BERLIN (Reuters) - From a Greek nunnery turned into a marijuana farm by two men posing as gardeners to a South African man with a gunshot wound told by a doctor to “walk the pain off,” the world was full of weird news in 2007.
A Moscow woman set fire to her ex-husband’s penis as he sat naked watching television and drinking vodka. The couple divorced three years ago but continued to share a small flat.
“I was burning like a torch,” the wounded ex-husband told Tvoi Den newspaper. “I don’t know what I did to deserve this.”
In another unusual living arrangement, a German man left his dead mother seated in her favorite armchair at their shared home for two years after her death of natural causes at age 92.
Yet not everything that smelled like a corpse was really dead in 2007. In the German town of Kaiserslautern, police broke into a darkened flat expecting to find a corpse after neighbors complained of a nasty smell seeping out into the hallway.
But instead they found a tenant with very smelly feet asleep in bed next to a pile of extremely foul-smelling laundry.
There were sadly many deaths in 2007 that were hardly noticed, such as in Zagreb, where a Croatian man who boarded a night tram and died in his seat rode through the city for more than six hours before the driver discovered he was dead.
Unusual diets made headlines in 2007 — such as: “No more crispy duck at Beijing toilets.” Food stalls attached to Beijing’s public toilets were banned ahead of the Olympics after complaints over toilets with poor sanitation.
Also in China, 66-year-old Jiang Musheng said 40 years of swallowing live tree frogs and rats helped him avoid intestinal pain and made him strong.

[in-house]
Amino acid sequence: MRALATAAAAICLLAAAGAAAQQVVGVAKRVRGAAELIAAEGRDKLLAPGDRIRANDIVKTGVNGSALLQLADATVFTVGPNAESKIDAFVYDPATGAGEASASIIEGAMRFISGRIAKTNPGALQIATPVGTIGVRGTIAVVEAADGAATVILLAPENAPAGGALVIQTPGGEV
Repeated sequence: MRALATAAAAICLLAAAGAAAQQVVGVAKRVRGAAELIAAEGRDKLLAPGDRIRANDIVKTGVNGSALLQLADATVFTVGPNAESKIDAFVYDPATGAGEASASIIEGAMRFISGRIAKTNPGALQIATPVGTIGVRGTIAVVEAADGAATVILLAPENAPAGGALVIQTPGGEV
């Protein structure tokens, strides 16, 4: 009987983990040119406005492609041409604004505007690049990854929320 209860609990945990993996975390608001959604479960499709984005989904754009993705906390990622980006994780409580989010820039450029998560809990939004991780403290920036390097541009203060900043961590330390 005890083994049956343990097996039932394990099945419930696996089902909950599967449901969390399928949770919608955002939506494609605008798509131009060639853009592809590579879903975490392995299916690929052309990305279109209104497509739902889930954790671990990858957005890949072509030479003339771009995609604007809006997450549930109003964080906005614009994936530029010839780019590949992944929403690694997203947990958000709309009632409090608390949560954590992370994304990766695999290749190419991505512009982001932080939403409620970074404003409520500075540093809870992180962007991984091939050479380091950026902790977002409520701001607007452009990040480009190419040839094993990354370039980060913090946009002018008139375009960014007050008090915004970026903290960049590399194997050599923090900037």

British artist Mark McGowan ate a meal of meatballs made from a dead corgi dog in a protest against animal cruelty. He said the corgi, which died from natural causes, tasted terrible.
Criminals filled odd news headlines around the world. In the United States, two Colorado men were accused of plotting to kill a man with rattlesnakes in a dispute over a $60,000 poker debt.
“It’s a story out of the Wild West — there’s poker, rattlesnakes and unsavory characters,” said Lance Clem, of the Colorado Bureau of Investigation. “You’ve got a bunch of snakes becoming involved with a bunch of snakes.”
In Sarajevo, two armed men disguised as Muslim women in burqas held up a bank and escaped with $40,000.
A Zimbabwe man stole a bus because he needed transport to get his driving license.
A German bus driver threw a 20-year-old off because he said she was too sexy for his bus. “He opened the door and shouted ‘Your cleavage is distracting me every time I look into my mirror and I can’t concentrate on the traffic’,” the woman said.
In La Paz, the winner of a Bolivian beauty contest was stripped of her title moments after her coronation when judges noticed she was wearing false hair plaits.
Climate change found its way into weird news. A Hummer owner in Russia’s St. Petersburg gave activists the green light to pelt his oversized vehicle with rotten eggs and tomatoes.
A 60-year-old German man stunned lawyers during his appeal hearing on a flashing conviction by stripping off in court.
Every story needs a happy ending and Bangkok delivered for this one. A 76-year-old Malay Muslim woman from southern Thailand got on the wrong bus 25 years ago and got lost, ending up living as a beggar at the other end of the country.
But in 2007 she was finally reunited with her family.
Editing by Alison Williams